Mural Sketch No.1

Mural Sketch No.1

Type: Painting / Oil on gessoed masonite

Slobodkina created 5 WPA mural sketches. She worked for the WPA in 1936-1938, and was an assistant to Hananiah Harari. Because Harari didn’t really need help, Slobodkina able to work on her own (The Life and Art of Esphyr Slobodkina, Tufts University Art Gallery, 1992, p.15). She recalls: “Mr. Harari might have been a good, energetic worker for the cause, but in his personal encounter with me he turned out to be a quiet, somewhat laconic little man who looked forward to the necessity of our association with just as little pleasure as I. Very quickly it developed that he did not really need any help, did not relish the presence of a stranger in his studio, and would therefore very much prefer my signing in once a week to comply with the rules of the game. It was fine with me. I also preferred to work alone, and mainly for satisfaction of my own, old-fashioned puritan conscience, produced four fine mural sketches. I don’t think they were ever seen by anybody on the Project, even by Mr. Harari, but they decorated, very handsomely, the walls of my kitchen for many a year” (Notes for a Biographer, Volume II, p.411). In a letter to David Supino (March 12, 1984), who owns Mural Sketch No. 2, Slobodkina talks a bit about her creative process for the mural paintings: “They all started with either a bunch of ‘doodles’ or a sketch of an interesting detail. At that time I was fascinated with my newly-discovered possibilities of painting in oil on gesso: the delightfully easy yet professionally accomplished looking rubbed in backgrounds; the India ink, drafting instrument produced thin, taut lines. The peculiar space allotted for my would-be mural more-or-less determined the overall proportions and shape of the work. As at that time I was still on very close (if not entirely friendly) terms with Ilya, I cannot help but suspect that his endless chatter about an ideal design he hoped to produce for his mural had some influence on my composition. The idea…was to create one continuous figure to occupy the entire space. Failing that, one was supposed to create a continuous chain of interlocking shapes to produce an effect of a single unit…the color scheme with orange background must have been very much on my mind at that time since my entry in the World’s Fair of 1939 was Orange Abstraction” (Handwritten copy of a letter from Slobodkina to David Supino, March 12, 1984, Slobodkina Archives). Inspiration also came from Miro: “That’s where I got the courage from: Miro. He was becoming popular, and I got the courage from looking at his Dog Barking at the Moon or something like that where he had these rubbed-in spots…Miro allowed me to use fluid color and biomorphic shapes and crazy titles too…Miro amused me because he freed me from the obligation of being completely flat and completely geometric” (Slobodkina quoted in Life and Art, p.19). Bolotowsky was also heavily influenced by Miro, and Slobodkina would have seen the many books and painting reproductions that filled Bolotowsky’s studio (Ibid.). As Gail Stavitsky’s research has shown, there are no WPA records indicating where the mural was to have been made. [Good time to discuss her technique of painting on gesso since the mural sketches are among the first works to use this method].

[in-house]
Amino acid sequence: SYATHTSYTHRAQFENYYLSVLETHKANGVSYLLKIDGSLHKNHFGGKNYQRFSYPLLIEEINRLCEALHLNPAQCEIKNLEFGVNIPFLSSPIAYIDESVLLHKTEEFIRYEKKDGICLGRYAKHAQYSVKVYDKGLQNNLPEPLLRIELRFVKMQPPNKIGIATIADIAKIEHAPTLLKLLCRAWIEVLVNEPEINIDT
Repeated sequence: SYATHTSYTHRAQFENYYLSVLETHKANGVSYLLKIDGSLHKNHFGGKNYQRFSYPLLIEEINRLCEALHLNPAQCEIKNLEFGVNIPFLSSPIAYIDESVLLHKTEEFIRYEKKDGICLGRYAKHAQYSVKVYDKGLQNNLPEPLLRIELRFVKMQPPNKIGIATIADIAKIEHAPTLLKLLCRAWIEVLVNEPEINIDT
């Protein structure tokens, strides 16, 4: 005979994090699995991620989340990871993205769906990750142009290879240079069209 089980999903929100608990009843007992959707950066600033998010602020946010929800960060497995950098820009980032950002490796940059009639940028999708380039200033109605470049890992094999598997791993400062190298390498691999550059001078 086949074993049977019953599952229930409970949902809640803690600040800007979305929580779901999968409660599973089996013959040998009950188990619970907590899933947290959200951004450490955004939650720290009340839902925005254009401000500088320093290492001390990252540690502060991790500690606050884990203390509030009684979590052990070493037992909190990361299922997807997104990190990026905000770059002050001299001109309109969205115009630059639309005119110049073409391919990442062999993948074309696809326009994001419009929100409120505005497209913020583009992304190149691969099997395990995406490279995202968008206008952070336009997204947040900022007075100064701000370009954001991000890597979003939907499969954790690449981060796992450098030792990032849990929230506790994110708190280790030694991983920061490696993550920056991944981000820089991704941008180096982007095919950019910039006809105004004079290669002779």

In Exhibit:

Dimensions: H: 9.25  W: 23.5   

Exhibition History:

Tufts show, 1992; “Esphyr Slobodkina: Journey into Abstraction,” Kraushaar Galleries, October 1-30, 2004; “1937: American Abstract Art” Snyder Fine Art, Sept.8-Oct. 28, 1995
Heckscher Show, 2008
Traveling Show, 2008-2010

Catalog #: SF_0040